Although not directly applicable, section 51.2 of the CTA addresses information filed with the Minister or the Agency in accordance with regulations made under, among other provisions, paragraph 50(1.01)(a), which is in support of determining the Long-Haul Interswitching rate under paragraph 134(1)(a), and states:

Information that is required to be provided to the Agency in accordance with regulations made under paragraph 50(1.01)(a) is, when it is received by the Agency, confidential and shall not knowingly be disclosed or made available by any person without the authorization of the person who provided the information, except for the purpose of a prosecution of a contravention of section 173.

Within a dispute adjudication process, section 31 of the Canadian Transportation Agency Rules (Dispute Proceedings and Certain Rules Applicable to All Proceedings), SOR/2014-104 (Dispute Adjudication Rules) addresses requests for confidentiality. In that context, the Agency has consistently applied the same test in considering a request for confidentiality during dispute proceedings, specifically:

…the first step in determining whether a confidentiality request should be granted is determining whether the document is relevant to the dispute proceeding. The second step is to determine whether specific direct harm would likely result from the disclosure of the information claimed as confidential. The third step is to determine whether the public interest in having the document disclosed outweighs the specific direct harm demonstrated.[1]

The Agency has consistently held that the party seeking an order for confidentiality is the one that bears the burden of establishing that specific direct harm would likely result from the disclosure of the information.


In this investigation, the Agency will rely on the same test as that used in the context of dispute adjudications to consider the parties’ requests for confidentiality.

With respect to the first step of the test, given that the Agency requested the specific information that the parties were directed to file, the Agency finds that, for all the requests for confidentiality, this first step of the test is met. That is to say, the Agency finds that the information identified as commercially sensitive, or in respect of which the public release of the information would cause harm, is relevant to its investigation.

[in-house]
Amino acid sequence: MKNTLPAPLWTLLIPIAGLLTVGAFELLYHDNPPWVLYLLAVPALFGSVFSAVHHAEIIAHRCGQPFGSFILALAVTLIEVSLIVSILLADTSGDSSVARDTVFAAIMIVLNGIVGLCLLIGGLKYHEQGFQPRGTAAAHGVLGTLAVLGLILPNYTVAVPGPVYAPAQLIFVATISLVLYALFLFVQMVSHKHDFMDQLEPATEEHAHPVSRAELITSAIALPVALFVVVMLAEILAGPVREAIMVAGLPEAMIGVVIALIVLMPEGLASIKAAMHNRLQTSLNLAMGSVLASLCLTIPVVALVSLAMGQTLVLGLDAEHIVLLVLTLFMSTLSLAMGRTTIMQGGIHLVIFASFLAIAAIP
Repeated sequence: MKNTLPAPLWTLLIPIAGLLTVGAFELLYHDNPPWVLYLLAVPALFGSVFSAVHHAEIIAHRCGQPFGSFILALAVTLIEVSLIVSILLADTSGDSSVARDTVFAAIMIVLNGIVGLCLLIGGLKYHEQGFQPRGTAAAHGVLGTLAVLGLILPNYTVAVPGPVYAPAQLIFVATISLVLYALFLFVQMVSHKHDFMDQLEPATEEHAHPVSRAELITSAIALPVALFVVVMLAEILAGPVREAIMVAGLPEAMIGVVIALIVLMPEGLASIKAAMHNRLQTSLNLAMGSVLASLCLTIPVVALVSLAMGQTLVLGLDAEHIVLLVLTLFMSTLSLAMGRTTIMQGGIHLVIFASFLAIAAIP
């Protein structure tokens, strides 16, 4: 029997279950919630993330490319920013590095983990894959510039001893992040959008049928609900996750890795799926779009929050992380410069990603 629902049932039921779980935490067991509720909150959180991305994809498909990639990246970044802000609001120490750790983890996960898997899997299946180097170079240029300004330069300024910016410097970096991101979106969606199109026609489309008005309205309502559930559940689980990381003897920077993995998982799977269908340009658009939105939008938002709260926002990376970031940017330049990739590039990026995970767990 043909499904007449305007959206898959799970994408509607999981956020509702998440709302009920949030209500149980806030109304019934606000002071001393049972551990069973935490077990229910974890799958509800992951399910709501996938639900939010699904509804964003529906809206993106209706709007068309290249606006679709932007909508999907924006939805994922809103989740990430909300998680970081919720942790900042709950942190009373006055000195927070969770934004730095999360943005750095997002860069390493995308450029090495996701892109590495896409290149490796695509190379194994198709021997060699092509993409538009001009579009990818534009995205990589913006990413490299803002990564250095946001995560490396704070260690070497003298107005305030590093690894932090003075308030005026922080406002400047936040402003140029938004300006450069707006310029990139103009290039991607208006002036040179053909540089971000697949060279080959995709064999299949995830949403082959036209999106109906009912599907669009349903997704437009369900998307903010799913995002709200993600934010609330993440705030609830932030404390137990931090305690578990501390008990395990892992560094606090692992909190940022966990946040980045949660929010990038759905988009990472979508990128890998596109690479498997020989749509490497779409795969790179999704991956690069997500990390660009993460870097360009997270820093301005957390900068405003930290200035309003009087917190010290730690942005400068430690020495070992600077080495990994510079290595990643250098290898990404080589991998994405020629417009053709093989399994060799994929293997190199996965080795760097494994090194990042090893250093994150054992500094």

The second and third steps of the test will be considered for each request. 

CN, CP, and BNSF (railway companies) have all made requests for confidentiality in respect of similar data sets and presented similar rationales in support of these claims. As such, the Agency will address these requests collectively below.

Railway companies requests for confidentiality

January 17, 2019 data

The railway companies limited their submissions to the specific data requested by the Agency.

Furthermore, CN and CP submitted partial data related to the month of January 2019 and BNSF did not submit data related to the year 2015 or for the months of December 2018 and January 2019 nor did it file information related to traffic rerouting.

The Agency has considered the railway companies requests for confidentiality, and finds that the data claimed as confidential which was submitted on January 17, 2019 are commercially sensitive as they contain detailed information related to specific shippers, rail movements, and railway company operations, which, if disclosed, would likely cause the railway companies and the shippers identified in the data specific direct harm. That is to say, the disclosure of the data would likely negatively impact the railway companies’ and the identified shippers’ competitive position.

As noted by the railway companies, most of the data submitted are the same data that they are required to file with the Minister and the Agency in support of the Agency’s determination of the Long Haul Interswitching rate under paragraph 134(1)(a) of the CTA, which is statutorily protected under section 51.2 of the CTA.